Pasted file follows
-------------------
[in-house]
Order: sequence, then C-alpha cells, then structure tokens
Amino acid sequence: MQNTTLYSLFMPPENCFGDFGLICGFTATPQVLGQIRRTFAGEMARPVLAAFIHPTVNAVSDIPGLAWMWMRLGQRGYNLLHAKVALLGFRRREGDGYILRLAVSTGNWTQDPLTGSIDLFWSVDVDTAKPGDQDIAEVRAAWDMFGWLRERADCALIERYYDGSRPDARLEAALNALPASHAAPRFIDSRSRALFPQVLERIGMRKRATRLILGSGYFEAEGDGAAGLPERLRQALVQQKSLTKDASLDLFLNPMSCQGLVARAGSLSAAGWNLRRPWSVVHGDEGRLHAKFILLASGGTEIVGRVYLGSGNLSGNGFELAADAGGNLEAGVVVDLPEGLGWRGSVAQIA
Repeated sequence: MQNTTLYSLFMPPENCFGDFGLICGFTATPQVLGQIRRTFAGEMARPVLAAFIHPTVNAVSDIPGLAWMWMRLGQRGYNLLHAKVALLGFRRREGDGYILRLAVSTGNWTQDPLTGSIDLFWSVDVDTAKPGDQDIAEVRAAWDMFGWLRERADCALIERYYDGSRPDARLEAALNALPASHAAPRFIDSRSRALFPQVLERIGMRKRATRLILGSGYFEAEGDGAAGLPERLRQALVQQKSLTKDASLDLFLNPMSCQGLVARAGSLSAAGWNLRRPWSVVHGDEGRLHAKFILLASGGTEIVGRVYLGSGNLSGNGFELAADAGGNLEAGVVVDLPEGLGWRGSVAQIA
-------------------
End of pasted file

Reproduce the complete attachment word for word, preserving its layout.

[in-house]
Order: sequence, then C-alpha cells, then structure tokens
Amino acid sequence: MQNTTLYSLFMPPENCFGDFGLICGFTATPQVLGQIRRTFAGEMARPVLAAFIHPTVNAVSDIPGLAWMWMRLGQRGYNLLHAKVALLGFRRREGDGYILRLAVSTGNWTQDPLTGSIDLFWSVDVDTAKPGDQDIAEVRAAWDMFGWLRERADCALIERYYDGSRPDARLEAALNALPASHAAPRFIDSRSRALFPQVLERIGMRKRATRLILGSGYFEAEGDGAAGLPERLRQALVQQKSLTKDASLDLFLNPMSCQGLVARAGSLSAAGWNLRRPWSVVHGDEGRLHAKFILLASGGTEIVGRVYLGSGNLSGNGFELAADAGGNLEAGVVVDLPEGLGWRGSVAQIA
Repeated sequence: MQNTTLYSLFMPPENCFGDFGLICGFTATPQVLGQIRRTFAGEMARPVLAAFIHPTVNAVSDIPGLAWMWMRLGQRGYNLLHAKVALLGFRRREGDGYILRLAVSTGNWTQDPLTGSIDLFWSVDVDTAKPGDQDIAEVRAAWDMFGWLRERADCALIERYYDGSRPDARLEAALNALPASHAAPRFIDSRSRALFPQVLERIGMRKRATRLILGSGYFEAEGDGAAGLPERLRQALVQQKSLTKDASLDLFLNPMSCQGLVARAGSLSAAGWNLRRPWSVVHGDEGRLHAKFILLASGGTEIVGRVYLGSGNLSGNGFELAADAGGNLEAGVVVDLPEGLGWRGSVAQIA